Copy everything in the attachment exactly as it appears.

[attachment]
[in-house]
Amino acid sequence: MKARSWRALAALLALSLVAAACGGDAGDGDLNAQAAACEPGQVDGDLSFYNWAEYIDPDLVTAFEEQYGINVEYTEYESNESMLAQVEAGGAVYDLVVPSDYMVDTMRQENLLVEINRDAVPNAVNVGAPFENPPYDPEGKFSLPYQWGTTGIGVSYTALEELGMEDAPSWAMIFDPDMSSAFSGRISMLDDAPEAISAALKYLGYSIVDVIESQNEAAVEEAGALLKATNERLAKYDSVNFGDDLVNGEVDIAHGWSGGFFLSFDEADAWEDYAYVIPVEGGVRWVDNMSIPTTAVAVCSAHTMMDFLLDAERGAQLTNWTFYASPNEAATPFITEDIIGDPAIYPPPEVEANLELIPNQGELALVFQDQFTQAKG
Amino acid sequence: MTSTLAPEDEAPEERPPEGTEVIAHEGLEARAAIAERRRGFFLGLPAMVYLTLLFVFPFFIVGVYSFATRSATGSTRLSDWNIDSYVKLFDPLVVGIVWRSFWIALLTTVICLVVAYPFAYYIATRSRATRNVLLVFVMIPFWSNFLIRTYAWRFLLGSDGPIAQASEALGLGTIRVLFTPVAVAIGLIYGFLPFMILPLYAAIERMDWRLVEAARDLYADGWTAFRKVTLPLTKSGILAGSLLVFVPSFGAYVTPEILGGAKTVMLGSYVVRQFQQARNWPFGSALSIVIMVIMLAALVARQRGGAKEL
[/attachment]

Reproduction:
[in-house]
Amino acid sequence: MKARSWRALAALLALSLVAAACGGDAGDGDLNAQAAACEPGQVDGDLSFYNWAEYIDPDLVTAFEEQYGINVEYTEYESNESMLAQVEAGGAVYDLVVPSDYMVDTMRQENLLVEINRDAVPNAVNVGAPFENPPYDPEGKFSLPYQWGTTGIGVSYTALEELGMEDAPSWAMIFDPDMSSAFSGRISMLDDAPEAISAALKYLGYSIVDVIESQNEAAVEEAGALLKATNERLAKYDSVNFGDDLVNGEVDIAHGWSGGFFLSFDEADAWEDYAYVIPVEGGVRWVDNMSIPTTAVAVCSAHTMMDFLLDAERGAQLTNWTFYASPNEAATPFITEDIIGDPAIYPPPEVEANLELIPNQGELALVFQDQFTQAKG
Amino acid sequence: MTSTLAPEDEAPEERPPEGTEVIAHEGLEARAAIAERRRGFFLGLPAMVYLTLLFVFPFFIVGVYSFATRSATGSTRLSDWNIDSYVKLFDPLVVGIVWRSFWIALLTTVICLVVAYPFAYYIATRSRATRNVLLVFVMIPFWSNFLIRTYAWRFLLGSDGPIAQASEALGLGTIRVLFTPVAVAIGLIYGFLPFMILPLYAAIERMDWRLVEAARDLYADGWTAFRKVTLPLTKSGILAGSLLVFVPSFGAYVTPEILGGAKTVMLGSYVVRQFQQARNWPFGSALSIVIMVIMLAALVARQRGGAKEL